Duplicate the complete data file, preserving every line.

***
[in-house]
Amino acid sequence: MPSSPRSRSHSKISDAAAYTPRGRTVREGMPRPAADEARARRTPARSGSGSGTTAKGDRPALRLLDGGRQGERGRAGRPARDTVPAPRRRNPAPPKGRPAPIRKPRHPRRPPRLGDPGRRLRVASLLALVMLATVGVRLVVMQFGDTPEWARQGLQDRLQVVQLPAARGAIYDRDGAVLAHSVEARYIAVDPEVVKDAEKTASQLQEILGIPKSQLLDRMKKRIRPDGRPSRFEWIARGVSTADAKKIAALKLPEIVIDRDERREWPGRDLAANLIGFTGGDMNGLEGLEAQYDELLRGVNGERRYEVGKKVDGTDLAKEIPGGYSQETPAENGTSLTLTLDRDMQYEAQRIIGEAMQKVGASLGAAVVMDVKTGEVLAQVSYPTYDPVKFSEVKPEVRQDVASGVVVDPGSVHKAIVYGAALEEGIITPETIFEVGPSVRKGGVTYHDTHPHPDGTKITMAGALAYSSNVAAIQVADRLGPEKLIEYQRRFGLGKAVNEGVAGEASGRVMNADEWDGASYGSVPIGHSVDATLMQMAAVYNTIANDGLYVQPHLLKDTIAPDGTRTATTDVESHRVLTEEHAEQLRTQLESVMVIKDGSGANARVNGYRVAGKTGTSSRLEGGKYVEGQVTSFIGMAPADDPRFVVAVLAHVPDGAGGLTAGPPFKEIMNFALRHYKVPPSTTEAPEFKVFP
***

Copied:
[in-house]
Amino acid sequence: MPSSPRSRSHSKISDAAAYTPRGRTVREGMPRPAADEARARRTPARSGSGSGTTAKGDRPALRLLDGGRQGERGRAGRPARDTVPAPRRRNPAPPKGRPAPIRKPRHPRRPPRLGDPGRRLRVASLLALVMLATVGVRLVVMQFGDTPEWARQGLQDRLQVVQLPAARGAIYDRDGAVLAHSVEARYIAVDPEVVKDAEKTASQLQEILGIPKSQLLDRMKKRIRPDGRPSRFEWIARGVSTADAKKIAALKLPEIVIDRDERREWPGRDLAANLIGFTGGDMNGLEGLEAQYDELLRGVNGERRYEVGKKVDGTDLAKEIPGGYSQETPAENGTSLTLTLDRDMQYEAQRIIGEAMQKVGASLGAAVVMDVKTGEVLAQVSYPTYDPVKFSEVKPEVRQDVASGVVVDPGSVHKAIVYGAALEEGIITPETIFEVGPSVRKGGVTYHDTHPHPDGTKITMAGALAYSSNVAAIQVADRLGPEKLIEYQRRFGLGKAVNEGVAGEASGRVMNADEWDGASYGSVPIGHSVDATLMQMAAVYNTIANDGLYVQPHLLKDTIAPDGTRTATTDVESHRVLTEEHAEQLRTQLESVMVIKDGSGANARVNGYRVAGKTGTSSRLEGGKYVEGQVTSFIGMAPADDPRFVVAVLAHVPDGAGGLTAGPPFKEIMNFALRHYKVPPSTTEAPEFKVFP